The growing role of political trackers and spies

Read TIME magazine’s fascinating profile of the “for-profit spies” and “freelance mercenaries” who have become a more prominent part of the American political landscape in recent years, and you will find this interesting nugget:

The effort to destroy Hillary Clinton’s unofficial campaign occupies a spare third-floor suite amid a sea of cookie-cutter buildings in Arlington, Va. The sign on the door reads America Rising, the name of an opposition-research shop that tracks blunders by Democratic candidates and hawks the evidence to Republican campaigns.

Inside, the place has the vibe of an underfunded startup, with a cubicle farm of young researchers in denim. One Friday in January, the staff erupted in applause as executive director Tim Miller awarded a Hello Kitty–themed Chia Pet to the 20-something who unearthed a 2011 clip of embattled Democratic Senator Kay Hagan beaming alongside Barack Obama–a damaging visual in North Carolina, where Obama’s approval rating hovers around 40%. The hit drove negative headlines for 24 hours. “With complete information awareness,” Miller says later, “we can define and destroy Democrats in 2014 and beyond.”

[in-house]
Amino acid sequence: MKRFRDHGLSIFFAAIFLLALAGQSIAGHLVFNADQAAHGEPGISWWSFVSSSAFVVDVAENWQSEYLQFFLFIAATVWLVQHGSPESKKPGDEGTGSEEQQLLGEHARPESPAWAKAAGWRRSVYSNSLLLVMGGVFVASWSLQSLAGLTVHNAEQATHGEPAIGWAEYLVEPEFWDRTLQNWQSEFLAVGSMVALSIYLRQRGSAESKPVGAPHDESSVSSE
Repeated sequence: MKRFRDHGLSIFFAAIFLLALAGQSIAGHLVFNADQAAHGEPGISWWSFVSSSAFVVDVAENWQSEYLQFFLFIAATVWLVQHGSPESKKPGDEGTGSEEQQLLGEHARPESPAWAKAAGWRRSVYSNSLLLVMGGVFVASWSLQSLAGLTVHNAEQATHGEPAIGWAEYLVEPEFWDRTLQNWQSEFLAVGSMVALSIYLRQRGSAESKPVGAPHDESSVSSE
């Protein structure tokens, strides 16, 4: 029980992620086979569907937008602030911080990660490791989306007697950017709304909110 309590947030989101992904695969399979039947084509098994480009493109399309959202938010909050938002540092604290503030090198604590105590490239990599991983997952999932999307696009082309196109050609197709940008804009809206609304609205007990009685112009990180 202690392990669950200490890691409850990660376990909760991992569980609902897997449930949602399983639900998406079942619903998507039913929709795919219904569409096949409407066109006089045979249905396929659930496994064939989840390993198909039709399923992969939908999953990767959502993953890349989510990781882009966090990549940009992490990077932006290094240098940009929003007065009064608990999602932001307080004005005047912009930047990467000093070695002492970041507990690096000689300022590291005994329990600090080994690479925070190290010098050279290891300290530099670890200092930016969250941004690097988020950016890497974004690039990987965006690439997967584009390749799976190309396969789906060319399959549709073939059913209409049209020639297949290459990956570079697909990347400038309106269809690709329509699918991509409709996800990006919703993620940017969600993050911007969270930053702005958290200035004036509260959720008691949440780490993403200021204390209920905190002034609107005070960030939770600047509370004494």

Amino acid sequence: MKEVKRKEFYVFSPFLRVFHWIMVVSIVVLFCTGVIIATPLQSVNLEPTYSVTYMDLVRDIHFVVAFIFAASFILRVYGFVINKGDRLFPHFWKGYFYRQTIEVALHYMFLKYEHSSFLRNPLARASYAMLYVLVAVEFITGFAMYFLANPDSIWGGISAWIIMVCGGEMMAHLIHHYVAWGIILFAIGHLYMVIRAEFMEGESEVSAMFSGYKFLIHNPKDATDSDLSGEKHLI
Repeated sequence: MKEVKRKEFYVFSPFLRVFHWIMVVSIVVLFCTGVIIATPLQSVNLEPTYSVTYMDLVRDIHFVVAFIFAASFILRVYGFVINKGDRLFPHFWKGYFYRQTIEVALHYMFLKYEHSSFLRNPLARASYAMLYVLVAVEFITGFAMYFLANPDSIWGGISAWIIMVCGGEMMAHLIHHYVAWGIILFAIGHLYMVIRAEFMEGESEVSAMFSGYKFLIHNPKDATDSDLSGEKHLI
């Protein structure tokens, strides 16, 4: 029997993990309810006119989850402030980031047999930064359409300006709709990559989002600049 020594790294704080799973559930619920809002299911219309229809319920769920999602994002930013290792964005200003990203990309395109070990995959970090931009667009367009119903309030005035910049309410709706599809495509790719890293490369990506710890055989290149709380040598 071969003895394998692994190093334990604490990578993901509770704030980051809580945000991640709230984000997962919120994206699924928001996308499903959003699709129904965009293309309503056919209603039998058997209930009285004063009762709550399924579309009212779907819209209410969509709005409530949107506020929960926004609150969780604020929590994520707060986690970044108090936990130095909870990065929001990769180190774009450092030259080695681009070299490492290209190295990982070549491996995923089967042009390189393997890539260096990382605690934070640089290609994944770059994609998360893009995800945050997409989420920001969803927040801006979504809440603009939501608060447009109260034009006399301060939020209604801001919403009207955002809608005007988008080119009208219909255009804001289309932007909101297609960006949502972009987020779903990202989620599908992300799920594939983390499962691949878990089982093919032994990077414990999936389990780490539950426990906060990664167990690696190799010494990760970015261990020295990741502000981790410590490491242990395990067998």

One suspects the Hagan campaign might hope for a little less “complete information awareness” when it comes to her support for the Affordable Care Act and the president’s agenda.

No comments yet. You should be kind and add one!

Our apologies, you must be registered and logged in to post a comment.